HollabackDC, a grassroots organization that is “invested in making the public spaces of the DC metro area safe for women and LGBTQ individuals” just tweeted something interesting:
That link takes you to a Change.org petition calling out a certain Penn Quarter museum for a hurtful holiday offering, which starts tomorrow:
The National Crime and Punishment Museum mocks the seriousness of intimate partner violence by romanticising such homicides as crimes of “passion.” The Valentine’s weekend exhibit “Crimes of Passion” makes light of a crime that affects thousands of Americans of all races, socioeconomic classes, ethnicities, gender identities, sexual orientations, and abilities.
Here’s how the Museum sells it:
…this Valentine’s Day, those darker romantics among us have a new way to show their love for their significant other, courtesy of the National Museum of Crime and Punishment. Back by popular demand, couples are invited this Valentine’s Day weekend to visit the museum and experience “Crimes of Passion.”
Upon entering the museum, our on-staff wardens will bind couples together and lead them on their way to tour the three floors of the museum…special exhibit boards placed throughout explaining various crimes of passion, many of which took place in the D.C. metropolitan area. Couples will delight their dark side with true stories such as the “Valentine’s Vampire,” all while being bound to one another during this unique Valentine’s Day journey.
The cost is $30.00 per couple and includes a pair of souvenir handcuffs.
So, stories of domestic violence are a way to “delight” one’s “dark side” or “show love”? HollabackDC’s blog counters that pitch with a sobering statistic:
Intimate Partner Violence results in three (3) homicides in the United States every day. These lives are not simply snuffed out as acts of “passion,” but are the horrific results of sustained patterns of psychological, sexual, and physical abuse as a means of sustaining power and control in an intimate relationship.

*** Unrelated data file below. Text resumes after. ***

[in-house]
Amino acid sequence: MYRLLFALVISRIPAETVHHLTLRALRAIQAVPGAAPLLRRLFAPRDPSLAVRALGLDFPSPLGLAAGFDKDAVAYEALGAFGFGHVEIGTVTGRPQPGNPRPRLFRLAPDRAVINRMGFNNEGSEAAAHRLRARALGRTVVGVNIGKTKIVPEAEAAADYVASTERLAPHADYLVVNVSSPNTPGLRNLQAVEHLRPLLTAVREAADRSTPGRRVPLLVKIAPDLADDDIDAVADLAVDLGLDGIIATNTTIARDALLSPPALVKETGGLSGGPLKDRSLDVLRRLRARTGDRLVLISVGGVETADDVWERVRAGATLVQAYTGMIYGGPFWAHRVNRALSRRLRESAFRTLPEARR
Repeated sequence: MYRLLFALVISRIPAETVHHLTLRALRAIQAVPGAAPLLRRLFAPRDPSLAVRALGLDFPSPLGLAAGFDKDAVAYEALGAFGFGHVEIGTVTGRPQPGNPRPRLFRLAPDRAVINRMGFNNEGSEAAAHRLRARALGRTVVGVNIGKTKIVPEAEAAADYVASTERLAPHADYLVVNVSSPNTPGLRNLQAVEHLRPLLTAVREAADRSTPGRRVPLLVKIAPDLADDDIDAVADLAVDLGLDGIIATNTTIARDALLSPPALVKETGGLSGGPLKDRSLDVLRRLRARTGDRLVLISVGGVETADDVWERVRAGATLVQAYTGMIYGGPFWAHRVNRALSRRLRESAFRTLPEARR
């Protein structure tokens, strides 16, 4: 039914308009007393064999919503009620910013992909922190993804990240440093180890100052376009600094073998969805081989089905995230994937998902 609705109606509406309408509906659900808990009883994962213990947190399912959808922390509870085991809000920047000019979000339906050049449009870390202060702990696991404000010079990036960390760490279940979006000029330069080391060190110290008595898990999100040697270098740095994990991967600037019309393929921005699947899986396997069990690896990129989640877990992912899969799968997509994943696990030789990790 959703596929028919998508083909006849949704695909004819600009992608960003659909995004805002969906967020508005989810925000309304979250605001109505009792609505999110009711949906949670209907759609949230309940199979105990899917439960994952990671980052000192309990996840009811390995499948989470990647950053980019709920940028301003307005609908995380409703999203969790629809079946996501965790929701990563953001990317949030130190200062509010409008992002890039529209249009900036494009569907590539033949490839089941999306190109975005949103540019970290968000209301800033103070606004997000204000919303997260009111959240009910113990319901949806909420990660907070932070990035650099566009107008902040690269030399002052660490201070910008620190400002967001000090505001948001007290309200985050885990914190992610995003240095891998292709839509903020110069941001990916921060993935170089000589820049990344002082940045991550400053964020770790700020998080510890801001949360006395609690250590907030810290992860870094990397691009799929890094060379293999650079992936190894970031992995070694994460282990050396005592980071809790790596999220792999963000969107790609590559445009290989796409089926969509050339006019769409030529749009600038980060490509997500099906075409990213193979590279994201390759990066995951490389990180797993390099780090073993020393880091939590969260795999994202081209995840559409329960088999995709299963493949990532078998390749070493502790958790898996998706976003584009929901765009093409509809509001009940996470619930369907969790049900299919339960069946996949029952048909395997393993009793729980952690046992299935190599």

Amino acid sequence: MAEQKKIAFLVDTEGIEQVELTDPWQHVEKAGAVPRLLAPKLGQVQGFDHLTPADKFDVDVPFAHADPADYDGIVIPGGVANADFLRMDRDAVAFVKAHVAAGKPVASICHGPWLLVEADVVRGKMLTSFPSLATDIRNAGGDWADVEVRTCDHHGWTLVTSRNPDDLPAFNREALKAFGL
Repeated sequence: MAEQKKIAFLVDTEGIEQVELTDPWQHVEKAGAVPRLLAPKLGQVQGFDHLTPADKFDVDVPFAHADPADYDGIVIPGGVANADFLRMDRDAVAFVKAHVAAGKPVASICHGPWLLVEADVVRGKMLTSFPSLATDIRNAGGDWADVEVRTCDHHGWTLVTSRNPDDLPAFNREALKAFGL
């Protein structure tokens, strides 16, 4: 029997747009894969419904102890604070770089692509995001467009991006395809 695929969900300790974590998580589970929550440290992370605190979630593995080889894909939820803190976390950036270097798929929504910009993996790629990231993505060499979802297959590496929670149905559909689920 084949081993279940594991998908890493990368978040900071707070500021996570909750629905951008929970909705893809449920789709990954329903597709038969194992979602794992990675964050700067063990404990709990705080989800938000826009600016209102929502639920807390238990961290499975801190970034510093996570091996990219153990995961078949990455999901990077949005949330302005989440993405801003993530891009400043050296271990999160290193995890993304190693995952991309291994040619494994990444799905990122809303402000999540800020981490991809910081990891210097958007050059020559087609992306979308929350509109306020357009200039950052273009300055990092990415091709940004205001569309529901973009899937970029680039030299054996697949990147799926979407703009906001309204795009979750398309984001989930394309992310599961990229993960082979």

One of HollabackDC’s founders, Chai Shenoy, points out how unfortunate this exhibit is, especially for a museum which exists to educate patrons about the history and consequences of crime:
It’s unfortunate that after years of working on changing the culture around intimate partner violence, having law enforcement, the judicial system, and other agencies take it seriously, the National Crime and Punishment museum creates an exhibit making light of one of the most common crimes.
If a museum that chronicles crime and punishment doesn’t take intimate partner violence seriously, it won’t take sexual assault, stalking, street harassment, dating violence, seriously either.
I asked the Museum to comment, but I am still waiting for a response. The Museum of Crime & Punishment just sent me this statement from Janine Vaccarello, their COO:
People have expressed their concerns to us about the potential to misinterpret our “Crimes of Passion” event, and we have taken those concerns quite seriously. Domestic violence is not a crime of passion, but rather a pervasive social illness that requires serious attention from communities across the country. In no way does this event condone or promote domestic violence, and in fact, we will have information onsite at the museum during the event regarding this sensitive and important subject. We have been in communications with the D.C. Coalition Against Domestic Violence to make sure all concerns are properly addressed concerning this matter.